“Ed Brill’s Opting In is an important book that takes social business beyond external marketing to provide practical guidance on how to drive significant business value through enhancing human interactions within the enterprise.”
Partner, Merced Group
“Product management is a relationship business. It is about resonating with the user. Opting In shows you why and how social tools can accelerate relationships so you can sing to your consumer and make an extraordinary difference to the world.”
—Kantha Shelke Ph.D.
Principal, Corvus Blue and developer who helped create and launch more than 100 food products that are still on the retail shelf today
Using today's social business tools and approaches, product and brand managers can bring new products and services to market faster, identify new opportunities for innovation, and anticipate changing market conditions before competitors do. In Opting In, IBM's Ed Brill demonstrates how product managers can fully embrace social business and leverage the powerful opportunities it offers.
Brill explains why social business is not a fad, not "just people wasting time on Facebook, Twitter, and YouTube," and not just for marketers. He shows how to drive real value from crowdsourcing, interactivity, and immediacy, and from relational links across your organization's full set of content and networks.
Drawing on his extensive experience at IBM, Brill explores powerful new ways to apply social business throughout product, service, and brand management. Using actual IBM examples, he offers candid advice for optimizing products by infusing them with the three core characteristics of social business: engagement, transparency, and agility.
Drive breakthrough product, service, and brand performance through:
Engagement: Optimize productivity and efficiency by deeply connecting customers, employees, suppliers, partners, influencers... maybe even competitors
Transparency: Demolish boundaries to information, experts, and assets--thereby improving alignment, knowledge, and confidence
Agility: Use information and insight to anticipate/address evolving opportunities, make faster decisions, and become more responsive
I have followed Ed's blogs for some years, so when I saw that Ed was writing "Opting In", I waited in anticipation for my copy to arrive from Amazon. Read morePublished on June 5, 2013 by Peter MM Chomley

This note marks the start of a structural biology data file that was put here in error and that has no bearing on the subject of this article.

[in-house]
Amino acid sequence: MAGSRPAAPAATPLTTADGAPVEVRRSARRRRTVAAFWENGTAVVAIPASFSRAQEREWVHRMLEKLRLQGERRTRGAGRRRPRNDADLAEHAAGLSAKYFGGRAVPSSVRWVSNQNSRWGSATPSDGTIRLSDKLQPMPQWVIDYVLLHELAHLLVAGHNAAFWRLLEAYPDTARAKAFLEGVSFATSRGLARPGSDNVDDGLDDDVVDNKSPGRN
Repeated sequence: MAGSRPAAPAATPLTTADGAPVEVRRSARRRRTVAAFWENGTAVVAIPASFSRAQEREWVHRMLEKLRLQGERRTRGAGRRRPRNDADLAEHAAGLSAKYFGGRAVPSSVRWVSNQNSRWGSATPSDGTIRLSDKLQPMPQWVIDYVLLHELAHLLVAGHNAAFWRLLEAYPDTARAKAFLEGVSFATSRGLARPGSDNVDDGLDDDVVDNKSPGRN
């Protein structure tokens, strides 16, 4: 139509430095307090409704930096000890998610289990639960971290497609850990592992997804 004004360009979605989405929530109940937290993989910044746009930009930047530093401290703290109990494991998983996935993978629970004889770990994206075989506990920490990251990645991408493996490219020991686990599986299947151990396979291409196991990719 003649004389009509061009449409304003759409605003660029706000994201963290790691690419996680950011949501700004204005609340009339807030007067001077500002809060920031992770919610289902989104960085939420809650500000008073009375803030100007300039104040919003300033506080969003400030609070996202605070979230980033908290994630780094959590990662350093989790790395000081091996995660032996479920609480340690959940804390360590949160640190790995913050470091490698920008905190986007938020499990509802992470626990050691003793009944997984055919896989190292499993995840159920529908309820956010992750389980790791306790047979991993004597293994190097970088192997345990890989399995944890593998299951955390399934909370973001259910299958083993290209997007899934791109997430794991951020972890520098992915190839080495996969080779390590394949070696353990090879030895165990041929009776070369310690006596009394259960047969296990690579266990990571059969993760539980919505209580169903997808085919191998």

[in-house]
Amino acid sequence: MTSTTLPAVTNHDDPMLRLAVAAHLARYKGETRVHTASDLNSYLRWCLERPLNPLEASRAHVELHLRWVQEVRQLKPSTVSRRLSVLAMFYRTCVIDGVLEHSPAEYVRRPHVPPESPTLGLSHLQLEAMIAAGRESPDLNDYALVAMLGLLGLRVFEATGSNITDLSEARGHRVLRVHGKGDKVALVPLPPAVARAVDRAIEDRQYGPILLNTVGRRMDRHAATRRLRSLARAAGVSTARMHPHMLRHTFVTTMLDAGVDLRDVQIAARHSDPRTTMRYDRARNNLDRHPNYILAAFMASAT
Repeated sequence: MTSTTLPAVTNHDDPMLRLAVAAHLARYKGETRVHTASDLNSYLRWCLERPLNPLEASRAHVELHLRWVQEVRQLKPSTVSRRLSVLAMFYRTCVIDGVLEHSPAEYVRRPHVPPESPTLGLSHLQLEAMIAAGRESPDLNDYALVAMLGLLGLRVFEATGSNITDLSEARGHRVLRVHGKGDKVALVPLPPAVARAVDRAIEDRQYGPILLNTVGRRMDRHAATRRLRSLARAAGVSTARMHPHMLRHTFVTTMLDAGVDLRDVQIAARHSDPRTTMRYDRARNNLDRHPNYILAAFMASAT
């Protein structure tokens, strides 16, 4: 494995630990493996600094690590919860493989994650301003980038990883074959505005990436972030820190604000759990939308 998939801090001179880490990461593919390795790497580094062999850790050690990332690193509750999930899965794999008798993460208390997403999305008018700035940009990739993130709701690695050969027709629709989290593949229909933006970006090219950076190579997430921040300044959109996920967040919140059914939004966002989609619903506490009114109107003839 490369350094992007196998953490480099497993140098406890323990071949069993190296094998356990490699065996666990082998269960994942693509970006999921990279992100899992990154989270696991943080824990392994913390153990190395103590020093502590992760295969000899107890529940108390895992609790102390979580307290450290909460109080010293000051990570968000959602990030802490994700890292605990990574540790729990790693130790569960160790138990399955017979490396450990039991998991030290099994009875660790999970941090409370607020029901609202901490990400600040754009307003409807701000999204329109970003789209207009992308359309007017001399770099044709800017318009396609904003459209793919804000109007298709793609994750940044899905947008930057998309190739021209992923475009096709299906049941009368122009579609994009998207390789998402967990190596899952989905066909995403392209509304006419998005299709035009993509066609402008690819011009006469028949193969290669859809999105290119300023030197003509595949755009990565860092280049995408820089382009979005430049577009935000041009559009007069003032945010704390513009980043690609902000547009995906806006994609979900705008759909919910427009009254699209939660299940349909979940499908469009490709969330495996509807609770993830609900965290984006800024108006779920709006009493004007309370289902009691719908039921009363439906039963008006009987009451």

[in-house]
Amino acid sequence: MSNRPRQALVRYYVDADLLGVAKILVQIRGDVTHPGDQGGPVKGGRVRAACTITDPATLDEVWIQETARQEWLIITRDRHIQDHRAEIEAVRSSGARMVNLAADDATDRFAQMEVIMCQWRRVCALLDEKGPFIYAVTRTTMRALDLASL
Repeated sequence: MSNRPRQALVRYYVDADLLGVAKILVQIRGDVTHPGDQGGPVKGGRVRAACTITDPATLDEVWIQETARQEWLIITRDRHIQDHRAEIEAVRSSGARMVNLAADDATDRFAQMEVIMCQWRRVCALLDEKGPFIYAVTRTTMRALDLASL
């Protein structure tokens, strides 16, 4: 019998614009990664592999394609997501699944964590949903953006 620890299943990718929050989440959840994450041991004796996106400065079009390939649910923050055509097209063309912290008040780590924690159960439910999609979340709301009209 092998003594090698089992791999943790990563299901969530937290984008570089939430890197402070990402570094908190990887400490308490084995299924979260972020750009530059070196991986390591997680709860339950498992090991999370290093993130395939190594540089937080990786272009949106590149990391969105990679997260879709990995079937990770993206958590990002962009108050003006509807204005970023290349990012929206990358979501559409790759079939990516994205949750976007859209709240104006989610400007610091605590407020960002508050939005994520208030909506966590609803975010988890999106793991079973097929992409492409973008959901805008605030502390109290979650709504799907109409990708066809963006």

Brill's focus on product management is unique in the crowded space for social media books, and his stories are relevant, illustrative and often entertaining. Read morePublished on April 10, 2013 by Paul Gillin
The concepts and examples given in the book are relevant non only for Product managers but for every professional who wants to use the Internet for business. Read morePublished on March 26, 2013 by Roberto Boccadoro
Having worked with Notes and Domino software since the mid-90's, I've known Ed Brill (or at least known of him) for at least 15 years. Read morePublished on February 26, 2013 by Thomas Duff
Ed really did a knock-out job on this book which examines what it means to be a social product manager. Ed writes the way he speaks-- a very conversational dialogue. Read morePublished on February 24, 2013 by Jeff D.
As a disclaimer, I did contribute to a short sidebar for the book. But I'm glad I did. The book is well-written and easy to read. Read morePublished on February 13, 2013 by Paul Withers
Social networking is now the dominant form of electronic communication and for individuals and, increasingly, companies coming to understand and make choices about purchases. Read morePublished on February 12, 2013 by Russell Holden
I like the way the book is built: the chapters make it very easy for the reader to see the Social Business jigsaw puzzle being put together. Read morePublished on January 27, 2013 by Christophe Verhaeghe